This view shows enzymes only for those organisms listed below, in the list of taxa known to possess the pathway. If an enzyme name is shown in bold, there is experimental evidence for this enzymatic activity.
|Superclasses:||Generation of Precursor Metabolites and Energy → Chemoautotrophic Energy Metabolism|
|Generation of Precursor Metabolites and Energy → Electron Transfer|
Some taxa known to possess this pathway include : Nitrobacter, Nitrobacter alkalicus, Nitrobacter hamburgensis, Nitrobacter vulgaris, Nitrobacter winogradskyi, Nitrococcus, Nitrospina, Nitrospira moscoviensis
Nitrification, the oxidation of ammonia to nitrate by microorganisms, is a key process in the global nitrogen cycle, resulting in nitrogen loss from ecosystems, eutrophication of surface and ground waters, and the production of atmospherically active trace gases. No known bacteria are capable of carrying out the whole process. Rather, ammonia oxidizers convert ammonia to nitrite (see ammonia oxidation I (aerobic)), while nitrite oxidizers oxidize nitrite to nitrate.
The facultative chemolithotroph
Nitrobacter is considered the dominant nitrite oxidizer in freshwater and terrestrial ecosystems, and four species are known:
Nitrobacter vulgaris and
Nitrobacter alkalicus. The other three genera are obligate lithoautotrophs, and have been isolated mostly from marine environments, although
Nitrospira moscoviensis is a fresh water organism, isolated from a coroded iron pipe.
The key enzyme of nitrite oxidation is nitrite oxidoreductase (NOR), which catalyzes the conversion of nitrite to nitrate in all of the nitrite oxidizers. The enzyme is an iron-sulfur molybdoprotein, and nitrite is transformed at the molybdenum center by a two electron transfer, generating nitrate and molybdenum (IV). Under unaerobic conditions the enzyme is a nitrate reductase, catalyzing the reverse reaction [Meincke92]. The electrons that are released from the nitrite oxidoreductase complex are subsequently transferred to cytochrome c oxidase through several forms of cytochrome c550 [Yamanaka88]. Both soluble and membrane-bound class IA/B cytochrome c-550 proteins were purified and shown to be electron donors for theoxidase [Tanaka82, Nomoto93].
Ehrich95: Ehrich S, Behrens D, Lebedeva E, Ludwig W, Bock E (1995). "A new obligately chemolithoautotrophic, nitrite-oxidizing bacterium, Nitrospira moscoviensis sp. nov. and its phylogenetic relationship." Arch Microbiol 164(1);16-23. PMID: 7646315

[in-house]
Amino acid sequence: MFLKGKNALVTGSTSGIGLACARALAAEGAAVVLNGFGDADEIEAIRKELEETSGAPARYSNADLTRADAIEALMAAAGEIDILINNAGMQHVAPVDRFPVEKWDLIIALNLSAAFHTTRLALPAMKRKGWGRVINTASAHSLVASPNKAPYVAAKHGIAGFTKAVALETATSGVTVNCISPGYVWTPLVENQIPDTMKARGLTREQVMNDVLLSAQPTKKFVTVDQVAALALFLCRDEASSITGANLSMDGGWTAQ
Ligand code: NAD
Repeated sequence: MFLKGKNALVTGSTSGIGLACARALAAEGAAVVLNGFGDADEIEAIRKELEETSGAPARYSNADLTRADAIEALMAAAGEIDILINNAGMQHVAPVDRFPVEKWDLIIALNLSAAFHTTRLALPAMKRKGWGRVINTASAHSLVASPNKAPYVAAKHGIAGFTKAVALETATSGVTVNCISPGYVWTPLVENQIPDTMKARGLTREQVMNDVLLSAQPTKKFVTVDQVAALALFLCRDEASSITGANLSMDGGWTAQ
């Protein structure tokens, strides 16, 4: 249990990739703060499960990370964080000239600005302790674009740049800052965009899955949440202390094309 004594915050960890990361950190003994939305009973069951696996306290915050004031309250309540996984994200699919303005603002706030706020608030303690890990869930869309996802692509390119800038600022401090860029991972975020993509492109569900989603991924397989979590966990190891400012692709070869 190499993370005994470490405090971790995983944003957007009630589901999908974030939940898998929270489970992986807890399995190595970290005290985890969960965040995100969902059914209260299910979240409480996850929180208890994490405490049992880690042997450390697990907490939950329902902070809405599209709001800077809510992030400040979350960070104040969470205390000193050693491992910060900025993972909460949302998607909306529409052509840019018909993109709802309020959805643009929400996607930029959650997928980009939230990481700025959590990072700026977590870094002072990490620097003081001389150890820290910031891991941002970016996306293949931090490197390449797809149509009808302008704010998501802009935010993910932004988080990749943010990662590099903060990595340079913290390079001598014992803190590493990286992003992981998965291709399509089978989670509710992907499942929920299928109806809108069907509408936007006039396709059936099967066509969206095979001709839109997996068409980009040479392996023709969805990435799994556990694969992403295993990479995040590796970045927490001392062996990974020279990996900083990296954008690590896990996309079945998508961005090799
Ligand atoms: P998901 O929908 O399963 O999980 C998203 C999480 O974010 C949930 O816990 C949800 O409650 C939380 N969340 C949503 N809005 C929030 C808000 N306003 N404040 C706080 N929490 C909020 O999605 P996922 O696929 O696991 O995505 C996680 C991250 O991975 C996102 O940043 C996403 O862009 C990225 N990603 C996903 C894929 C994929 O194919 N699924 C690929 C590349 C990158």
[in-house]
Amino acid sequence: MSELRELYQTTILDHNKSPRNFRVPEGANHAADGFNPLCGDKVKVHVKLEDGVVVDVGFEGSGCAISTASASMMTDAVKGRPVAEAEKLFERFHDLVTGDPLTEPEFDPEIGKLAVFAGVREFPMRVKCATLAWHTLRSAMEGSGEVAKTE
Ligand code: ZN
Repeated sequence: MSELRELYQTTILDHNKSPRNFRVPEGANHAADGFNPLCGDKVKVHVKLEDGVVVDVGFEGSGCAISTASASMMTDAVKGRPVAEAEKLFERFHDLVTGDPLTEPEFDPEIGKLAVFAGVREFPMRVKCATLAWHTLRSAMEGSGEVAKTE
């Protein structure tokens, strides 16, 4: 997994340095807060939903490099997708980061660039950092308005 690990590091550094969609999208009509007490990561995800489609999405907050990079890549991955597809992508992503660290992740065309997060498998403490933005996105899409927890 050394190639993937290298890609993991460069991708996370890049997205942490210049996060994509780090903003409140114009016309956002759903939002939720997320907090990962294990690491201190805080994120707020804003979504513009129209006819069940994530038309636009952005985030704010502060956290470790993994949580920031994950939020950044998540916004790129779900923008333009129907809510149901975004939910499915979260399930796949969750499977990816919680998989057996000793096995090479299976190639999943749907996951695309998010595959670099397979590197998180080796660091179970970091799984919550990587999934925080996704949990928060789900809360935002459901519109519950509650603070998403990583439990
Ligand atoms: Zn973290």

Juretschko98: Juretschko S, Timmermann G, Schmid M, Schleifer KH, Pommerening-Roser A, Koops HP, Wagner M (1998). "Combined molecular and conventional analyses of nitrifying bacterium diversity in activated sludge: Nitrosococcus mobilis and Nitrospira-like bacteria as dominant populations." Appl Environ Microbiol 1998;64(8);3042-51. PMID: 9687471
Nomoto93: Nomoto T, Fukumori Y, Yamanaka T (1993). "Membrane-bound cytochrome c is an alternative electron donor for cytochrome aa3 in Nitrobacter winogradskyi." J Bacteriol 175(14);4400-4. PMID: 8392510
Schramm98: Schramm A, De Beer D, Wagner M, Amann R (1998). "Identification and activities in situ of Nitrosospira and Nitrospira spp. as dominant populations in a nitrifying fluidized bed reactor." Appl Environ Microbiol 1998;64(9);3480-5. PMID: 9726900
Watson71: Watson SW, Waterbury JB "Characteristics of two marine nitrite oxidizing bacteria, Nitrospina gracilis, new genus new species, and Nitrococcus, new genus new species." Archiv. Mikrobiol. 1971;77(3):203-230.
Aamand96: Aamand J, Ahl T, Spieck E (1996). "Monoclonal antibodies recognizing nitrite oxidoreductase of Nitrobacter hamburgensis, N. winogradskyi, and N. vulgaris." Appl Environ Microbiol 1996;62(7);2352-5. PMID: 8779572
Kirstein93: Kirstein K, Bock E (1993). "Close genetic relationship between Nitrobacter hamburgensis nitrite oxidoreductase and Escherichia coli nitrate reductases." Arch Microbiol 160(6);447-53. PMID: 8297210
Maron03: Maron PA, Coeur C, Pink C, Clays-Josserand A, Lensi R, Richaume A, Potier P (2003). "Use of polyclonal antibodies to detect and quantify the NOR protein of nitrite oxidizers in complex environments." J Microbiol Methods 53(1);87-95. PMID: 12609727
OKelley70: O'Kelley JC, Becker GE, Nason A (1970). "Characterization of the particulate nitrite oxidase and its component activities from the chemoautotroph Nitrobacter agilis." Biochim Biophys Acta 205(3);409-25. PMID: 4394298
Spieck98: Spieck E, Ehrich S, Aamand J, Bock E (1998). "Isolation and immunocytochemical location of the nitrite-oxidizing system in nitrospira moscoviensis." Arch Microbiol 169(3);225-30. PMID: 9477257
Starkenburg06: Starkenburg SR, Chain PS, Sayavedra-Soto LA, Hauser L, Land ML, Larimer FW, Malfatti SA, Klotz MG, Bottomley PJ, Arp DJ, Hickey WJ (2006). "Genome sequence of the chemolithoautotrophic nitrite-oxidizing bacterium Nitrobacter winogradskyi Nb-255." Appl Environ Microbiol 72(3);2050-63. PMID: 16517654
SundermeyerKlin84: Sundermeyer-Klinger, H., Meyer, W., Warninghoff, B., Bock, E. "Membrane-bound nitrite oxidoreductase of Nitrobacter: evidence for a nitrate reductase system." Arch. Microbiol. 1984;140:153-158.
Tanaka83: Tanaka, Y., Fukumori, Y., Yamanaka, T. "Purification of cytochrome a1c1 from Nitrobacter agilis and characterization of nitrite oxidationsystem of the bacterium." Arch. Microbiol. 1983;135:265-271.
Yamanaka81: Yamanaka T, Kamita Y, Fukumori Y (1981). "Molecular and enzymatic properties of "cytochrome aa3"-type terminal oxidase derived from Nitrobacter agilis." J Biochem (Tokyo) 89(1);265-73. PMID: 6260762
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